Why Ed Reform Needs Republicans

Rick Hess and I have a piece on National Review making the case, once again, that an ed reform movement that consists almost entirely of Democrats is doomed to fail and may help explain our lost decade of progress on NAEP results.

Some points to emphasize:

— We repeat our observation that the ed reform movement consists almost entirely of Democrats these days, but we note that this is dramatically different from 20 years ago. Back then, when we look at a similar sample of campaign contributions from employees at ed reform organizations, we see a partisan split that is closer to 50-50.

— We do not know and do not really care about who is to blame for this severe partisan imbalance. Our main goal in this piece is to get people to recognize how the current absence of Republicans in the movement is harming its political success.

— If you are not willing to set aside some tangential issues and compromise on others, you aren’t really seeking to advance education reform policy — you are choosing to lose politically for virtue-signaling. That’s a fine choice and some compromises may be too unpalatable to make, but be aware of what you are sacrificing when you do this.

8 Responses to Why Ed Reform Needs Republicans

  1. sstotsky says:

    The best solution is to defund all federal involvement in education. Not one agency can be trusted (NAGB, NCES, et al). If not one is capable of telling us why/how “gaps” are widening, then get rid of them all. All they want is more taxpayer money.

  2. Greg Forster says:

    How can you attract people on the Right like myself back into coalition with the people who contemptuously threw us out of “their” movement, if we’re not allowed to talk about what they did to us?

    Most people won’t sacrifice their dignity for political victory, which is why professional politicians tend to be so unlike the rest of us.

    An apology is too much to hope for, but some candid talk and a little show of humility would go a long way.

  3. Mike G says:

    “it’s fair to say that it’s partly a tale of Republicans walking away from school reform and partly one of an emboldened Left driving Republicans out of the movement by prioritizing identity politics and heavy regulation.”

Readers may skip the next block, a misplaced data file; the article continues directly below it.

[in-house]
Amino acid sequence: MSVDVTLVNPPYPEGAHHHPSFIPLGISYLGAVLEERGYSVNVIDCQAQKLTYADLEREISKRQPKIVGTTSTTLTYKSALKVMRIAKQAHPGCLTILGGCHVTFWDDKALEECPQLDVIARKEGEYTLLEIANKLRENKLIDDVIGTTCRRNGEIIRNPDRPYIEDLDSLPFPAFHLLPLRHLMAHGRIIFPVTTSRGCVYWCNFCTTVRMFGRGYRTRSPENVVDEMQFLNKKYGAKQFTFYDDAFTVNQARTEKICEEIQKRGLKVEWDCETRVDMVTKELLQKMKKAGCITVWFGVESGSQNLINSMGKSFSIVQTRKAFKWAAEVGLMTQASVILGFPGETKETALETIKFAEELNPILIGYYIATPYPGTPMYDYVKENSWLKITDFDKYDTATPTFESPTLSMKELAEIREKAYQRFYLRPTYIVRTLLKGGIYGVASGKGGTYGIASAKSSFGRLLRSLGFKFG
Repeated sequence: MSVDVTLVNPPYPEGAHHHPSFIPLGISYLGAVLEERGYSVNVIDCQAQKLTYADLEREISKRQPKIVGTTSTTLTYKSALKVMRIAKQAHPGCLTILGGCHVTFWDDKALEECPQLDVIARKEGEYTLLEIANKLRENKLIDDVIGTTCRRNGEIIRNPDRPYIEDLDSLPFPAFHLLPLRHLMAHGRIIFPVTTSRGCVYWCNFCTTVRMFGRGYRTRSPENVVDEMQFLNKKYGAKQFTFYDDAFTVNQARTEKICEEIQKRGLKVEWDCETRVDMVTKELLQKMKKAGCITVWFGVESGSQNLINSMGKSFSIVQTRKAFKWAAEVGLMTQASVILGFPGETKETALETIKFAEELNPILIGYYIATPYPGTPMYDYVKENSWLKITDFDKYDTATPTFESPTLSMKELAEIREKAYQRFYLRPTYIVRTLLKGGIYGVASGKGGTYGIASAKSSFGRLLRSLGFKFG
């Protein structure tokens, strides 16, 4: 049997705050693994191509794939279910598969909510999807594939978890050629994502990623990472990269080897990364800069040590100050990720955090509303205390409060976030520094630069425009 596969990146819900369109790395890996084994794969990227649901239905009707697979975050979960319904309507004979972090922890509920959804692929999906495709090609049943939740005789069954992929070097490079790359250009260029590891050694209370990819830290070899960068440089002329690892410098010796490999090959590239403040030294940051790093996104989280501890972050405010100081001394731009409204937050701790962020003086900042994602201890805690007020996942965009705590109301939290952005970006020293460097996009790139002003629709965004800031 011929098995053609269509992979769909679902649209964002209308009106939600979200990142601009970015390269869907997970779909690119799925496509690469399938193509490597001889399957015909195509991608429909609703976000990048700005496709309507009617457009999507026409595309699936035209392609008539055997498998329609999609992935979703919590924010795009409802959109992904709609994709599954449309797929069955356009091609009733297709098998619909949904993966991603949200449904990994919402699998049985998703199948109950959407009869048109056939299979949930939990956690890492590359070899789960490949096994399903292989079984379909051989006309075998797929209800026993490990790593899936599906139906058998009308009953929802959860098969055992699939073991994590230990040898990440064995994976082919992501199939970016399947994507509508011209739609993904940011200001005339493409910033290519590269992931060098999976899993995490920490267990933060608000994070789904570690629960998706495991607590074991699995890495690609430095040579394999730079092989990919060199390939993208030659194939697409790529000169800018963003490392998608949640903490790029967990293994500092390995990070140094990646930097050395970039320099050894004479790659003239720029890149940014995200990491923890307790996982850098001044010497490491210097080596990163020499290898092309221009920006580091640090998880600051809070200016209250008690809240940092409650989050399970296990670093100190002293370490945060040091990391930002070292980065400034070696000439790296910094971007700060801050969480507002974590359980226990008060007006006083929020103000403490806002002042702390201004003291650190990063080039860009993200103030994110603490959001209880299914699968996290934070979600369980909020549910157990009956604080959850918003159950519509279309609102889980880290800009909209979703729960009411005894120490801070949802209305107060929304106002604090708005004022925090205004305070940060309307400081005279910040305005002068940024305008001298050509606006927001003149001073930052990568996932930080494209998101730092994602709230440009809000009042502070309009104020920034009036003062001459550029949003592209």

I agree.

    Third contributor? Perhaps reform’s “wins” have been (as perceived by the reformers) real but more modest in magnitude than hoped. If jaw-dropping (to the reformers), more effort would have been made to keep the gang together.

    Per Greg’s point above, given the anger/contempt, if anyone hopes for bi-partisanship, maybe best to try Heineken “worlds apart” beer diplomacy with no policy discussions in 2020. Then January 2021 engagement once election dust settles.

    • Greg Forster says:

      Unfortunately, I suspect beer diplomacy doesn’t work if it’s an iterated game.

      • Mike G says:

        I had to google “iterated game.”

      • Greg Forster says:

        Well worth knowing! The Heineken ad is fantastic, and I always appreciate a well-designed human-subject experiment. But it all depends on the subjects not knowing each other and thus not having incentives to protect future interests. It’s easy to be vulnerable and generous with people you know you’re never going to see again.

        I’m not saying there’s no hope to overcome polarization! I’m saying beer diplomacy only shows that it’s possible in principle to get there; it doesn’t get you there sustainably.

  4. sstotsky says:


    I find it alarming that there is not one single word I would change today in editing my letter of explanation of why I couldn’t sign off on Common Core’s standards in May 2010.

  5. Betty Peters says:

    What do the words “education reform” mean? I don’t know anyone who doesn’t think education today is broken and needs fixing, repairing, changing, improving, etc. After 16 years on a state school board during which many “reform” ideas were implemented, I can’t help but conclude that “reform” is in the eye of its proponents, usually vendors who pay politicians to push their wares. I’m still waiting to find out why the “reformers” which came up with CC math did not utilize the findings of the 2008 National Math Panel (which were very similar to the excellent Carnegie Mellon study conducted 2-3 years later). Instead CC writers went in the opposite direction and look how that has turned out! I found that the Common Core State Standards Initiative, which both Pres. Obama and his Ed Sec. both called a “total transformation of education” garnered bipartisan support for “reform.” Both parties supported it; the National Gov’s Assoc. and the Council of Chief State School Officers supposedly co-authored both math and ELA standards–lots of bi-partisanship there. The over-reliance on technology was, I understand, pushed by the Gates Foundation, NCEE, Pearson, NCEE, PTA, NASBE etc. Before the CCSS were unveiled, the gov. of WV and the Partnership of 21st Century Skills had already gotten them embedded in legislation passed by Congress. Thus this new legislation to “totally transform {reform} education in the US” occurred before the public had ever heard of CCSS with its constructivist methods and excessive emphasis on digital devices. Interestingly, CC’s unsuccessful predecessor Goals 2000/School to Work/Careers also had bi-partisan support for Progressivist teaching methods and technology and over-emphasis on vocational/career tech skills. So whatever “education reform” is, it is always headed in the same direction, and it’s never in the direction of traditional methods.

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